Solid-state drives (SSDs) and embedded Multi-Media Cards (eMMCs) both use NAND flash memory. They are found in similar electronic devices and perform similar tasks. However, the choice for an SSD or eMMC matters significantly from the design phase through the user phase and determines, among other things, the performance and price. In this blog post, we will dive deeper into the differences between SSDs and eMMCs and their respective advantages and disadvantages.
The eMMC vs SSD
The eMMC is a non-volatile memory component that is embedded, meaning that a single silicon die with both the NAND flash memory and its controller is soldered onto the motherboard. As discussed in a previous blog post, the fact that an eMMC is physically attached to the printed circuit board (PCB) is one of the main differentiators from the Secure Digital (SD) card, which is removable.
While the SD card is technically the successor of the (e)MMC, the SSD is the successor of the hard disk drive (HDD). The SSD is also a non-volatile storage device that relies on NAND flash to store persistent data. SSDs are connected to the motherboard through Serial ATA (SATA) 3, mSATA, SATA Express, or PCIe interface. SSDs are more robust than HDDs because they don’t have any moving parts that can break easily with impact.
Capacity and speed
When considering memory components, capacity is always a key characteristic. eMMCs are available in storage capacities up to 512GB, even though the marketplace primarily offers lower capacities. At SMARTsemi, our eMMC 5.1 product range spans 4 GB to 128 GB. SSDs usually only start at 128 GB and go up to several TBs. Unlike an eMMC that gets soldered onto the motherboard, an SSD is relatively easy to remove or upgrade, so expanding capacity in the host device becomes an option.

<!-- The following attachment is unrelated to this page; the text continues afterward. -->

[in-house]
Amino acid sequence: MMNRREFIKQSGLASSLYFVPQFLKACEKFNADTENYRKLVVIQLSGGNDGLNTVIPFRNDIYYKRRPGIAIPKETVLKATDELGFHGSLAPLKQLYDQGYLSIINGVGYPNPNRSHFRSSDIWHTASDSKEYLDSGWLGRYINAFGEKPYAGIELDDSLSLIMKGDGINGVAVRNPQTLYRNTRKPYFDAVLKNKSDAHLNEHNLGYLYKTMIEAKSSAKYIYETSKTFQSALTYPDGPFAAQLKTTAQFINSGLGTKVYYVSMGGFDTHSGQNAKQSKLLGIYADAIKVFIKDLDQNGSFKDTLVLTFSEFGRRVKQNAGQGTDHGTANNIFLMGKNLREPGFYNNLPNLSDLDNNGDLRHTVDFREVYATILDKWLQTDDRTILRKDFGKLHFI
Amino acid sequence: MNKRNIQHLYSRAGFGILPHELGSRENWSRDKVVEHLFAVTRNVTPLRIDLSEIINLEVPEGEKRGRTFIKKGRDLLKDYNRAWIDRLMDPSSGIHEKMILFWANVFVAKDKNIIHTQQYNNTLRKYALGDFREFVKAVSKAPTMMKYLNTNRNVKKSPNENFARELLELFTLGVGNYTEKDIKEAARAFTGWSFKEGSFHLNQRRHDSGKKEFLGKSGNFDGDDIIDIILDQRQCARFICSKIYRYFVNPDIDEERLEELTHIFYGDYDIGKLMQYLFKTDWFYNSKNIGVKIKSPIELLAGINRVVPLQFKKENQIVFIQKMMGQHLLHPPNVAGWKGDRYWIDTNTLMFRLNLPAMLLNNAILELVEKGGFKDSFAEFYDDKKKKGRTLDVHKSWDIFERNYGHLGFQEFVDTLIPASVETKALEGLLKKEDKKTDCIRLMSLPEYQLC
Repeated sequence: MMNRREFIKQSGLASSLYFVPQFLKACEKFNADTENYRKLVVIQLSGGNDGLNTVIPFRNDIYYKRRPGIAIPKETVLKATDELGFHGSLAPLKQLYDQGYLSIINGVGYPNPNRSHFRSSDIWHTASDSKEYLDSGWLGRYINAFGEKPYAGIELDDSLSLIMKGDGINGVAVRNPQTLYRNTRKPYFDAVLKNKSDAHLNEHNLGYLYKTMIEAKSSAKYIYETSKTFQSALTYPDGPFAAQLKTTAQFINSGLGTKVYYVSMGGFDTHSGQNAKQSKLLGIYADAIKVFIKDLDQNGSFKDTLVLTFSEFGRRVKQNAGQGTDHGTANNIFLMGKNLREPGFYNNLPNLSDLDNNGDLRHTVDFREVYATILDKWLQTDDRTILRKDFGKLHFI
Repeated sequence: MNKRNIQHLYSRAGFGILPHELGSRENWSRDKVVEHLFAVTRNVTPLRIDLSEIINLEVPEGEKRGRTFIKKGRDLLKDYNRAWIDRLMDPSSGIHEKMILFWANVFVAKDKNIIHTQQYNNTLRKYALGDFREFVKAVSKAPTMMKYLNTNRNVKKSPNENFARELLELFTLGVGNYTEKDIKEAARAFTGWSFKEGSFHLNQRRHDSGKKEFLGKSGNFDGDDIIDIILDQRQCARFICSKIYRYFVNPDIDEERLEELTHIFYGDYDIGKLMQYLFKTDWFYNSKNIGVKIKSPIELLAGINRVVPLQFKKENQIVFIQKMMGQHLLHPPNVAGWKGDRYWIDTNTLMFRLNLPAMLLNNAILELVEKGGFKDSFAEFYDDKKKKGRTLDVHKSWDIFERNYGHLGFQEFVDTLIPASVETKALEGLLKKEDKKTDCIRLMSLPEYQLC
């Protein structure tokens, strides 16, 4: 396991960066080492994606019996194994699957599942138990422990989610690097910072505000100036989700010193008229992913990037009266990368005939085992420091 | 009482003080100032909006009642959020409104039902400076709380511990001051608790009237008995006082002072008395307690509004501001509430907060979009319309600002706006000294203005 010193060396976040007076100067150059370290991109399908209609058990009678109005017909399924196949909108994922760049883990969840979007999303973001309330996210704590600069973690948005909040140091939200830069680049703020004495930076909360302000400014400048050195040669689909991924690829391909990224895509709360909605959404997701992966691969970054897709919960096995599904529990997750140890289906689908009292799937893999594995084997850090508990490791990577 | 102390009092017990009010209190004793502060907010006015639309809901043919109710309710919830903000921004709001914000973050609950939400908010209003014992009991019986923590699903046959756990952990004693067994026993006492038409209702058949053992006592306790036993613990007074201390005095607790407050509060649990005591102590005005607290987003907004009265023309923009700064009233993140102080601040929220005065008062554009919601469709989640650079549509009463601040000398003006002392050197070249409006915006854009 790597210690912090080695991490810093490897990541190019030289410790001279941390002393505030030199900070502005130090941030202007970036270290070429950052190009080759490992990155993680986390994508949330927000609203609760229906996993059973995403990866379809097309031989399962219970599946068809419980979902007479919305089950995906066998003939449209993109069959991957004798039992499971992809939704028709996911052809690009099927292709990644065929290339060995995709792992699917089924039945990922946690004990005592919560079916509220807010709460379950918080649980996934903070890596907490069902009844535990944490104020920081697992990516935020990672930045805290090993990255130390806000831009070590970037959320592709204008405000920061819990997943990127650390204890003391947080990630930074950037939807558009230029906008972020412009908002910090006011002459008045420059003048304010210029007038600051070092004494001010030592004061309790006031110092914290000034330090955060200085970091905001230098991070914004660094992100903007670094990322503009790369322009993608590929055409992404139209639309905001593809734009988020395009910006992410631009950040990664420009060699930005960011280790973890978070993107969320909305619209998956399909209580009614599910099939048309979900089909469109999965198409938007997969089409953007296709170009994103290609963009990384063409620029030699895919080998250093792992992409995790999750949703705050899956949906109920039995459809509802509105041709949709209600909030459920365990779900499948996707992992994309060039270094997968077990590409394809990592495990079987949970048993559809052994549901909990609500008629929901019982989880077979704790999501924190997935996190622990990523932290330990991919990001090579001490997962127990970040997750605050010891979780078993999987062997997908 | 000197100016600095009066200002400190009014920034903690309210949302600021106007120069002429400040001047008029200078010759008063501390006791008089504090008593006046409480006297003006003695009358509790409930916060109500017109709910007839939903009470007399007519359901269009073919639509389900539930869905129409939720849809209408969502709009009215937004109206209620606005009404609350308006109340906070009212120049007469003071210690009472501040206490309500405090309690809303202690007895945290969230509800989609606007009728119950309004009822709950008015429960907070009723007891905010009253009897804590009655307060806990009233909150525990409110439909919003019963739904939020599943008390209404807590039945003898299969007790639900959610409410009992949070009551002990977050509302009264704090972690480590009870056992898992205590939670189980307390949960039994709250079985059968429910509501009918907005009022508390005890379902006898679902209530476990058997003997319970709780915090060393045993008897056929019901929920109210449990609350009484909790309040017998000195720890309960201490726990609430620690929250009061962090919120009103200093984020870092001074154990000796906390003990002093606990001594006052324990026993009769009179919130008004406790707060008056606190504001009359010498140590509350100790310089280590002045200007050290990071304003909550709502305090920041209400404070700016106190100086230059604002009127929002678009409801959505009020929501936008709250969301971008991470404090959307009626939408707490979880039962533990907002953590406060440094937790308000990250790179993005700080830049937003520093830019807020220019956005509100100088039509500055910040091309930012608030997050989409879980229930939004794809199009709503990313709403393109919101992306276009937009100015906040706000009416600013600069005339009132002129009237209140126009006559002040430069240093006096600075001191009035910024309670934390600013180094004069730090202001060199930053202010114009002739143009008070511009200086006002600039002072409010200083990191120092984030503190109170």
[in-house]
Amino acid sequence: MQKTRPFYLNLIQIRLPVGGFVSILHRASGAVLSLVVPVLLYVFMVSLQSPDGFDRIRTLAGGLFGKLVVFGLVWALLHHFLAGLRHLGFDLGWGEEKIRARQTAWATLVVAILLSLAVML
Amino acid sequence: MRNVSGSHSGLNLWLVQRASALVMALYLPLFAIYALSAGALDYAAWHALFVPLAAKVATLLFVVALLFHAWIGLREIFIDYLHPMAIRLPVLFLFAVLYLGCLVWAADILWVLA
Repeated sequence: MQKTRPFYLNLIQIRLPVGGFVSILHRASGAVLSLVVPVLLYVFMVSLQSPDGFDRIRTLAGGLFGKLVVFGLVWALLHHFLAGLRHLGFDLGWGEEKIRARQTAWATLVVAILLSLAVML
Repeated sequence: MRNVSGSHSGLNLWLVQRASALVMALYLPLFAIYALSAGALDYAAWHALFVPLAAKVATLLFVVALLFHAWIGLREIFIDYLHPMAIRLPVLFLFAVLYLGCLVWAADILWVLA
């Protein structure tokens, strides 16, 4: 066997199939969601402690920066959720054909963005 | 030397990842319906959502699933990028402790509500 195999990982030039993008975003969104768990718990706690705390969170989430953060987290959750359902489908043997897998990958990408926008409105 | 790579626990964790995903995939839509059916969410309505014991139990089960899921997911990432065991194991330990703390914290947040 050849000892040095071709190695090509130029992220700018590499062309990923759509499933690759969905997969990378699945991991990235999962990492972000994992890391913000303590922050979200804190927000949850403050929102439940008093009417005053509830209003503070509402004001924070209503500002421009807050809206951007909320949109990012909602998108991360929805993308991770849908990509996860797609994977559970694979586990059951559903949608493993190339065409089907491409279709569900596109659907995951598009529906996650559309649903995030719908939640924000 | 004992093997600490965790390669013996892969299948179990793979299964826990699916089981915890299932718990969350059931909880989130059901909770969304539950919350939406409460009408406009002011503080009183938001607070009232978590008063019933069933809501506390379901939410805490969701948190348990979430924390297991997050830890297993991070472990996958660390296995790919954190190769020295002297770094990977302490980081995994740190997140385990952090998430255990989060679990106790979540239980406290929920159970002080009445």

Another deciding factor when selecting memory components is speed. The SSD also ‘wins’ on that front. eMMCs (5.1) can reach a sequential read speed of up to 400 MB/s. SATA SSDs have a comparable speed performance. However, SSDs can handle much more volume at that speed simply because they can distribute read/write commands over more memory gates. With up to 20 NAND flash chips available in the SSD, its controller can spread out read and write operations optimally. This speed difference between eMMC and SSD is often compared to a highway: Even if the speed that the cars on the road can reach is the same, having only two lanes – the eMMC in this comparison, versus six lanes – a representation of the SSD, makes a big difference. Keeping in mind that the lifetime of Flash memory components is limited by the number of program/erase (P/E) cycles, eMMCs will also likely wear out faster if executing the same tasks because operations are not spread out across drives as in SSDs. The non-volatile memory express (NVMe)-based SSDs pulverize eMMC speeds at 3.5GB/s on the PCIe 3.0 standard. The PCIe 4.0 NVMe SSD is nearing double that speed. And PCIe 5.0 NVMe SSD increases read and write speeds even more.
Fit for the job
eMMCs have a few characteristics that make them particularly suitable for certain applications over SSDs. For example, eMMCs have smaller form factors and consume less power than SSDs which is very important in many long-life applications out in the field. When file sizes are smaller, the speed is not as critical, making eMMCs interesting. However, the most common reason for selecting eMMCs over SSDs is pricing: eMMCs cost significantly less per gigabyte versus SSDs. The tradeoff between cost and speed/capacity, makes eMMCs the desirable choice for many electronic systems in medical, automotive, networking, communication, home entertainment, and defense applications.
SSDs and eMMCs share several attributes but there are also clear distinctions in capacity, speed, power consumption, size, and cost that can guide engineers and procurement specialists in selecting the right component for the application. At SMARTsemi, we specialize in memory components for long-life applications. Our eMMC offering includes eMMC 5.0 wide-temperature range, automotive grade 2, as well as, commercial and industrial range eMMC 5.1. A range of SSDs for different applications are available through SMART Modular Technologies.
SMARTsemi is your supply chain partner for DRAM components, eMMC solutions, and SD/microSD Flash Memory Cards for long-life applications. With 20+ years of industry experience, we understand your challenges and have aligned our priorities with yours to simplify your memory chip supply chain for the long run. We know what you need before you need it. Get a jump start and request a sample today.